ARC building avoids wrecking ball
By Craig Smith
Sunday, November 4, 2007
Two community groups have saved a North Side building from the wrecking ball by asking a city commission to decide if the structure qualifies as historically significant.
The Historic Review Commission of Pittsburgh will hold a hearing Wednesday on whether the former Alcohol Recovery Center House at 800 East Ohio St. should be protected as a historical structure.
“We’re interested in saving the building,” said Mike Coleman, president of the Allegheny City Society, which made the request along with the East Allegheny Community Council.
The request puts plans to raze the structure on hold — at least temporarily. Members of the community groups acknowledge this is a last-ditch effort.
“Right now, we’re reacting. We had to. Once the (demolition) permit is issued, it’s gone,” Coleman said.
Developer Lou Lamana’s company, Bentley Commercial Inc., bought the building for $266,000 earlier this month at a sheriff’s sale. The company planned to demolish it to make way for a $5 million retail development.
Lamana has constructed stores at Pittsburgh Mills mall in Frazer and Center Pointe and Stone Quarry Commons, in Center in Beaver County. He did not return calls seeking comment. He had hoped to begin demolition within four to six months.
To be designated historically significant by the commission, the building must meet at least one of 10 criteria, such as being the site of a historic event or connected with someone who had an impact on the city, state or U.S. history, said Katherine Molnar, historic preservation planner for the city.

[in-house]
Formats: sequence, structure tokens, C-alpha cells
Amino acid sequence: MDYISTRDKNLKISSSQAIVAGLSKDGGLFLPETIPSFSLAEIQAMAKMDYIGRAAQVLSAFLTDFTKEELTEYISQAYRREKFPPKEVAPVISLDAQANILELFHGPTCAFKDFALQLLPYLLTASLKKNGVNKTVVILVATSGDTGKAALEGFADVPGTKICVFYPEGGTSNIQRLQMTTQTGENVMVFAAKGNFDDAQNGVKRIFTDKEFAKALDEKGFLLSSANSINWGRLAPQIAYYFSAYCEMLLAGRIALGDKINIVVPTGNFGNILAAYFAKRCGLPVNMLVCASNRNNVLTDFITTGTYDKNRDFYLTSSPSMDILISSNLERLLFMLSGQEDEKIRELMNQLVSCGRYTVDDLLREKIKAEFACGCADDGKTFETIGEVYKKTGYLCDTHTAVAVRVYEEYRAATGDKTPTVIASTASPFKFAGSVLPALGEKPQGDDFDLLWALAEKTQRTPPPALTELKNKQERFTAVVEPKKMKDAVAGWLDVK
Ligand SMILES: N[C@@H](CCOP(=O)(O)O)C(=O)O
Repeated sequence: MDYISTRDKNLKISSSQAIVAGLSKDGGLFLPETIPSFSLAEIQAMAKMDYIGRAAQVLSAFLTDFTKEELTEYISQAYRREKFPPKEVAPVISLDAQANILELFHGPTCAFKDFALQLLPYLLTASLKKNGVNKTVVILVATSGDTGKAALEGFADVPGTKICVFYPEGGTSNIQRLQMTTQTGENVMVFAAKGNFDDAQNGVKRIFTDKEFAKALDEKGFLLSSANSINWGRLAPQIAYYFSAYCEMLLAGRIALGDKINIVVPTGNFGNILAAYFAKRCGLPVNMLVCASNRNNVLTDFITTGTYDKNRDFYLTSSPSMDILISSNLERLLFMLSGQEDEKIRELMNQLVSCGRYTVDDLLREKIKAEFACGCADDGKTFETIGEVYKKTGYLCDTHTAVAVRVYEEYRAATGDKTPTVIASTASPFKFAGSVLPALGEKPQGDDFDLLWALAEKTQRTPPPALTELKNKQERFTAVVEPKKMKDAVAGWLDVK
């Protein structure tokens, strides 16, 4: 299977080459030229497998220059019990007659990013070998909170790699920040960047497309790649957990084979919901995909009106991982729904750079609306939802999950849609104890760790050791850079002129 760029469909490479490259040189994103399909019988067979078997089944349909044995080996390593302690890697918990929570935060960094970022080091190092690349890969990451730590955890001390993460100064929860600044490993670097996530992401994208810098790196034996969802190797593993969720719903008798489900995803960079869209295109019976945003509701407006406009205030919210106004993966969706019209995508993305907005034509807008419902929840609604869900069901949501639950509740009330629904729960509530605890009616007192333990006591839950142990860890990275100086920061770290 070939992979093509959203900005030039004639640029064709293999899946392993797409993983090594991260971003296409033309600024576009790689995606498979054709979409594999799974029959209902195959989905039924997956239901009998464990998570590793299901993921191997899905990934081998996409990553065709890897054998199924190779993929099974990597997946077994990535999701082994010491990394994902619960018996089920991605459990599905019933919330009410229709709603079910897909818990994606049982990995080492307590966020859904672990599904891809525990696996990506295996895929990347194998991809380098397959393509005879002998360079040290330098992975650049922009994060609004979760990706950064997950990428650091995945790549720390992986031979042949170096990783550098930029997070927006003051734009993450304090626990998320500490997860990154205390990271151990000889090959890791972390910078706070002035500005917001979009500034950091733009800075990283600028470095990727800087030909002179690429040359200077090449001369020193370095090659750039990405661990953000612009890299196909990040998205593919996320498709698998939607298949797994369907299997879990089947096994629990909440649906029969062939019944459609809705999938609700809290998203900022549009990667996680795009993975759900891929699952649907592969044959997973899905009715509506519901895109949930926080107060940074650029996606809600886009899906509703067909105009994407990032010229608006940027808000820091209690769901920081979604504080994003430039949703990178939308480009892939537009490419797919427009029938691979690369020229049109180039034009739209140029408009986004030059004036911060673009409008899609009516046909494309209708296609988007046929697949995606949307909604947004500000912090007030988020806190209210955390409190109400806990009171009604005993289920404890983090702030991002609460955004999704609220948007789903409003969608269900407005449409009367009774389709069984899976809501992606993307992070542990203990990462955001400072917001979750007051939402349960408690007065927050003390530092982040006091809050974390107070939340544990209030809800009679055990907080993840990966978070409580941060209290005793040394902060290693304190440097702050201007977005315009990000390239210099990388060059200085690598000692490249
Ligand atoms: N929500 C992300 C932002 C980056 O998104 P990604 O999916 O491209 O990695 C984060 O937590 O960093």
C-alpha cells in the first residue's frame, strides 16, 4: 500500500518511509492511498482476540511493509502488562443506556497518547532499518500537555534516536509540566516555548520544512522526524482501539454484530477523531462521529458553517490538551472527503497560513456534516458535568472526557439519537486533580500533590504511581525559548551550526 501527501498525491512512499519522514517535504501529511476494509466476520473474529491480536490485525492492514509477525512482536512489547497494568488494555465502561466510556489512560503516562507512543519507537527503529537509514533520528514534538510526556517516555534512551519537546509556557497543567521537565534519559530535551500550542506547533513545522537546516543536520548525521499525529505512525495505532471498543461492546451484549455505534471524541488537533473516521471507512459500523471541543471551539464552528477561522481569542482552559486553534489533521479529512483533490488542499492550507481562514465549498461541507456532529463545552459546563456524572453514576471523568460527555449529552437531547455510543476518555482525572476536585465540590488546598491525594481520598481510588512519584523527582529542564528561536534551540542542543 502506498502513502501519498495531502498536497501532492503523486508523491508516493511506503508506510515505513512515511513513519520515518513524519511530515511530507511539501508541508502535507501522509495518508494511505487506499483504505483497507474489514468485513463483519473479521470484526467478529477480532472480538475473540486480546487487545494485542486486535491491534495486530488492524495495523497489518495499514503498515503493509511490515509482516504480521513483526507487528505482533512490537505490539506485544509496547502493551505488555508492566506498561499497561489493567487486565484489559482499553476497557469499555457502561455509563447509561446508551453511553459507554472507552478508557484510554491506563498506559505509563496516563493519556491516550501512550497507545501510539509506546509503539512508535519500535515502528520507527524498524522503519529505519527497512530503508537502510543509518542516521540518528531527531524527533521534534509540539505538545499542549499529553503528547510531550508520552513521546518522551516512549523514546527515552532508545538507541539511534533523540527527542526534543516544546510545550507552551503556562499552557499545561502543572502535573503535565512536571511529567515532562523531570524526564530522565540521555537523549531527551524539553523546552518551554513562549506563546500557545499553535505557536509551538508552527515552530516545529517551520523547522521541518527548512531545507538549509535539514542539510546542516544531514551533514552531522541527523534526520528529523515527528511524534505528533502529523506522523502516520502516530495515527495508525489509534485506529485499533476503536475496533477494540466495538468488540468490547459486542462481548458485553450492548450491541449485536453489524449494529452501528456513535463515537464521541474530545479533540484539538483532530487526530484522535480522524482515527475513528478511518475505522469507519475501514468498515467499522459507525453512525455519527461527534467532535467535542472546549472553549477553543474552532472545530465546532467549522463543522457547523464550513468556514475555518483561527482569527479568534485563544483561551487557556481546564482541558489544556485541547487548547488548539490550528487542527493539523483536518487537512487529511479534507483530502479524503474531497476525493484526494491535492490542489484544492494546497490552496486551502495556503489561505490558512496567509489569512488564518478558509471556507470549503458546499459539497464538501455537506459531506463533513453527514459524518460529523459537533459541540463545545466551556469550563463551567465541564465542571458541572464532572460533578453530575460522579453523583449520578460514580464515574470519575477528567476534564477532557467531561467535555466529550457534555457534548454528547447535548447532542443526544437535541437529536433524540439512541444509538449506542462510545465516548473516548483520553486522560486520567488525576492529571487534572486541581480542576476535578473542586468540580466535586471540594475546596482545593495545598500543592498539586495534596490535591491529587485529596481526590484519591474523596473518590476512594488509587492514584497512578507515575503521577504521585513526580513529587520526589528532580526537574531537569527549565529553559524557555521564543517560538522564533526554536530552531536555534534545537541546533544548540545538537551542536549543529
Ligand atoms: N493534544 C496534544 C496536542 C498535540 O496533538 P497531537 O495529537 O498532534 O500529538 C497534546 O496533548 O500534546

The ARC building was built in 1901 to house the Workingman’s Savings Bank & Trust Co., according to the Pittsburgh History & Landmarks Foundation. Mellon Bank operated a branch office there until selling the building to the Catholic Diocese of Pittsburgh, according to documents at Carnegie Library.
The diocese sold the brick building to Charles Cain for $1 in 1987. Cain operated the alcohol recovery program that at one point housed more than 100 inmates on work release. In its heyday, the ARC House held about 150 prisoners assigned there by county judges.
The application for the historical designation — filed nine days after the sheriff’s sale — states that a 1920 addition to the building was worked on by an engineer and architect from the office of D.H. Burnham. An architect and urban planner, Burnham designed the Frick and Oliver buildings in Pittsburgh, the Flatiron Building in New York and Union Station in Washington, D.C.
The process to determine if the building is historically significant could take up to eight months. If the historic commission approves the structure as historically significant, approval also would be needed from the city Planning Commission and City Council, Molnar said.
During that time, no demolition work can occur, she said.
Craig Smith can be reached at email@example.com or 412-380-5646.